Veteran MK Meir Sheetrit: I will not be in the next Knesset

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December 25, 2014 20:08

Sheetrit is the most recent Hatnua lawmaker to bow out of politics.

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Meir Sheetrit. (photo credit:MARC ISRAEL SELLEM)

Hatnua MK Meir Sheetrit announced his departure from the Knesset after 41 years in public office at a press conference in Tel Aviv on Thursday.

Appearing both resolute in his decision and humble, Sheetrit, 66, said, “I plan to leave the Knesset after the end of this term, which will be my ninth. I’m stepping aside for a younger – and hopefully more successful – generation to replace me.”

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“I said, ‘Enough! 41 years is enough,’” he joked.

Sheetrit is the most recent Hatnua lawmaker to bow out of politics, following the sudden departures of MKs David Tsur, Amram Mitzna and Elazar Stern after party head Tzipi Livni decided to join forces with Labor’s Isaac Herzog, leaving Livni and MK Amir Peretz the sole Hatnua members running in places in the next Knesset.

Striking a diplomatic tone, Sheetrit was blunt in his criticism of Livni’s decision but avoided condemning her.

“I don’t have huge differences of opinion with Tzipi Livni, but I think the direction she is going in is not the right one,” he said.

“She was the head of the party, we entrusted her with a lot of responsibility and she made this decision, which is her right. I, personally, happen to not agree with it,” he said.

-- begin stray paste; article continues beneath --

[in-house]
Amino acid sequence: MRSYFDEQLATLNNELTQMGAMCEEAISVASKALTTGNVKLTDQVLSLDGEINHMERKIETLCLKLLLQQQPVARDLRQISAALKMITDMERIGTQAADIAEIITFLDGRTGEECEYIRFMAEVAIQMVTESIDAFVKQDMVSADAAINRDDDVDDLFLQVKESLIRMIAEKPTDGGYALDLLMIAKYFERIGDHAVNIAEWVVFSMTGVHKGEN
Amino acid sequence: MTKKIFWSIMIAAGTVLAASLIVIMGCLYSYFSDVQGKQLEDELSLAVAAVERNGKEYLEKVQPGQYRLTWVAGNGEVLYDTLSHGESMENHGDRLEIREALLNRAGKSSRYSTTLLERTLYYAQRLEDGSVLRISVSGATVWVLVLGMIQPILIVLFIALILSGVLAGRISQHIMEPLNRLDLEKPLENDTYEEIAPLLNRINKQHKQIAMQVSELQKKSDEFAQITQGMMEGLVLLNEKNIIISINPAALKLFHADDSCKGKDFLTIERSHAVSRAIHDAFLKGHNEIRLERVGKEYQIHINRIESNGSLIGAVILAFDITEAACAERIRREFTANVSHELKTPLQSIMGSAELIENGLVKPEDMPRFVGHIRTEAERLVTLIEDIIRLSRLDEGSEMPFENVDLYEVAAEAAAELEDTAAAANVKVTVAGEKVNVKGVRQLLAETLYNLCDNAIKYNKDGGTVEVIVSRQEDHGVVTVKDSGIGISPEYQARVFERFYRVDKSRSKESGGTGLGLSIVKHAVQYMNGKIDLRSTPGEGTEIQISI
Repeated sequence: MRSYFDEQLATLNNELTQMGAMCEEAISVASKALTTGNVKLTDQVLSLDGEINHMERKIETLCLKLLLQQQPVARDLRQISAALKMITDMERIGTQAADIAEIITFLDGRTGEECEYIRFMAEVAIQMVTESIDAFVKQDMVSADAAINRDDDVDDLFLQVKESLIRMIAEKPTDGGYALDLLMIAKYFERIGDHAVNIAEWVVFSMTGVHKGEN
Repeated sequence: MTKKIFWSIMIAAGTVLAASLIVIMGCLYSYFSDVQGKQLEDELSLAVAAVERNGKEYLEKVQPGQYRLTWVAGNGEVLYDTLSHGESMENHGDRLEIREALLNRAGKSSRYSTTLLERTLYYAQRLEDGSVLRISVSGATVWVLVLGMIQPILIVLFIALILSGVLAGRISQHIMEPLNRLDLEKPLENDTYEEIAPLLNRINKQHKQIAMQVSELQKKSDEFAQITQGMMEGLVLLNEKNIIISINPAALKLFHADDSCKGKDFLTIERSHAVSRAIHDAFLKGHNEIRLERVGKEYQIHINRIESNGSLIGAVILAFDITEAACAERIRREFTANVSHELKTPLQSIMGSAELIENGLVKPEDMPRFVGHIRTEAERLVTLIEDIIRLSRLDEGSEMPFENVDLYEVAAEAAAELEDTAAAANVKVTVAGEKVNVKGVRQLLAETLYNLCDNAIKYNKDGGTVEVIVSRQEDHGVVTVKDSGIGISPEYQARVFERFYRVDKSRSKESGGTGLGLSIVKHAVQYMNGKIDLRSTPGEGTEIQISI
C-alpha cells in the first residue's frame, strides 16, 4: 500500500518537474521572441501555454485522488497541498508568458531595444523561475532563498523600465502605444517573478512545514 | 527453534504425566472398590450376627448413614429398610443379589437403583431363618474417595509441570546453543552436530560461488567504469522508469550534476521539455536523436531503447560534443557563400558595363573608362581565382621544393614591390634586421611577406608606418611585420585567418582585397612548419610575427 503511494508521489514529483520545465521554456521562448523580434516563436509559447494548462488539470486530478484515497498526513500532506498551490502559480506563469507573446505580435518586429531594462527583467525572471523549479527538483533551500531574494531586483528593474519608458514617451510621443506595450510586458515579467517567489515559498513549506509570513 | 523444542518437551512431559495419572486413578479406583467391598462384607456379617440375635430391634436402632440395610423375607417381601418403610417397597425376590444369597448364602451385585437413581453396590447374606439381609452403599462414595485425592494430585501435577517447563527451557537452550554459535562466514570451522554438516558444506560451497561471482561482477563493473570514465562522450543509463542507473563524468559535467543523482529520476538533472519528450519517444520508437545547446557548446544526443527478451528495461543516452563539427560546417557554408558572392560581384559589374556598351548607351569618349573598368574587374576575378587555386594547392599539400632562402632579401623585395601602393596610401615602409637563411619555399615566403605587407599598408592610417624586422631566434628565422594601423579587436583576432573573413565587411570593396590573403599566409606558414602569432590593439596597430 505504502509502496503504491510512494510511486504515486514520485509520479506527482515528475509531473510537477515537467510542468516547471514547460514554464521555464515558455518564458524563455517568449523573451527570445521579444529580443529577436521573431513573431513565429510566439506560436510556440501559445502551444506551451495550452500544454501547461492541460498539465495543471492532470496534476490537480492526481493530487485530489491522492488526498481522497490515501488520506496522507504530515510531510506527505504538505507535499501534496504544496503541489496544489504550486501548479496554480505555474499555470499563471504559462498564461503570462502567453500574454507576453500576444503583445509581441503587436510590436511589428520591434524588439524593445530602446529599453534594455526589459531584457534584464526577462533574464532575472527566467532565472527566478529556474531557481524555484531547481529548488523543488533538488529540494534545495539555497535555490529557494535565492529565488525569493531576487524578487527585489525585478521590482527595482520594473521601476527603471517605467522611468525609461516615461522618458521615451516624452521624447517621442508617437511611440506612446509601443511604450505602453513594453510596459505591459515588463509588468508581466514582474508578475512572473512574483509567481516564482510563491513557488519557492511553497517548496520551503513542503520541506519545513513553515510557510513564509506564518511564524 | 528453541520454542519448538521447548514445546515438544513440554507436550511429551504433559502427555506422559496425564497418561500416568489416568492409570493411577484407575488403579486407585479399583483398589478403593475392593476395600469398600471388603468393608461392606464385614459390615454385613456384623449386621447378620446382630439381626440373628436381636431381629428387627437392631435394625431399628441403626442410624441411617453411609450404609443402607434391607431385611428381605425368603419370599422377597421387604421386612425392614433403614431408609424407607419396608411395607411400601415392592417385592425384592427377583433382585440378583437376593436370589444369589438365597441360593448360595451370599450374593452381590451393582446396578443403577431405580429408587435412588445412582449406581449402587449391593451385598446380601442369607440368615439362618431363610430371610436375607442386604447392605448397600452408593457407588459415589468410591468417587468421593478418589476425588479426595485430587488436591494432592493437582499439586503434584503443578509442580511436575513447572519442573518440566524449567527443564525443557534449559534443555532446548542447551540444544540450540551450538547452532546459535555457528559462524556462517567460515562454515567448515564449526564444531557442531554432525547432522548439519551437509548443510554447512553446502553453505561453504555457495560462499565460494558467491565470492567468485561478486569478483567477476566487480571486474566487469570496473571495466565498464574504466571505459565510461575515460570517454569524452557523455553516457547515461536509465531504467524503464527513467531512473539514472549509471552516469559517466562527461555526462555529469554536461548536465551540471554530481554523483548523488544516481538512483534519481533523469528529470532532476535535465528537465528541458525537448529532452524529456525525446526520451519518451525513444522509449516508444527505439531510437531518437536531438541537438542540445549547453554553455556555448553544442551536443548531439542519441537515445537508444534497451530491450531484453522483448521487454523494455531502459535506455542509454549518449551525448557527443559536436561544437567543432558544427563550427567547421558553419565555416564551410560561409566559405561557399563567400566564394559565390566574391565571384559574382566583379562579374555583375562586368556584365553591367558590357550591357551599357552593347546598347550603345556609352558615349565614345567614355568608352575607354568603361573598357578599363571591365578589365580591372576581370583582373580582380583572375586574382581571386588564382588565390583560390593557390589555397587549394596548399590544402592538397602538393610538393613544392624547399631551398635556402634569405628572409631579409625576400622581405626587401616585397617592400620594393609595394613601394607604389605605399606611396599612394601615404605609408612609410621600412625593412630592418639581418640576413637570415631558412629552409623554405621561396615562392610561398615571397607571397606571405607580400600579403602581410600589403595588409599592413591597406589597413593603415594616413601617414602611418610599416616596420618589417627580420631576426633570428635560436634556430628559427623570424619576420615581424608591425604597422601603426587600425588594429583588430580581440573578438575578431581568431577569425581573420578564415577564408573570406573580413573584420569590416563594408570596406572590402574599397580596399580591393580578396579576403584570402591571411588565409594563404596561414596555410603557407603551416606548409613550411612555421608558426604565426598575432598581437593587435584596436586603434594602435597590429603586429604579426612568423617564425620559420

Sheetrit explained that he not only disagreed with the partnership with Labor, but with her method of forming that alliance. “It’s not just uniting [with Herzog], but the way she did it. She did it alone, with no consultation,” he explained.

“I respect the work of Tzipi Livni and her efforts to get a new party off the ground. It is important to acknowledge the religious and political extremists she faced in the government that prevented the passing of important initiatives... I wish her the best of luck and hope she can bring peace,” he added.

Dedicating much of his remarks to his long history of public service, Sheetrit said he is proud to leave politics with his head held high.

“I spent my entire life being honest and not playing dirty politics, because of my love for the country and the public,” Sheetrit said of his work in the Likud, Kadima and Hatnua.

Sheetrit, who was born in Morocco in 1948 and immigrated to Israel in 1957, was mayor of Yavne from 1974 to 1987. He was first elected to the Knesset in 1981. Over the years, he held seven different cabinet portfolios.

Ending his political career on a hopeful note, Sheetrit said, “I hope the next elections will bring forth a new government that will further the peace process and spotlight other important and burning issues.... If we will have a courageous and determined government, it will succeed in overcoming security, social and economic obstacles.

Gil Hoffman contributed to this report.

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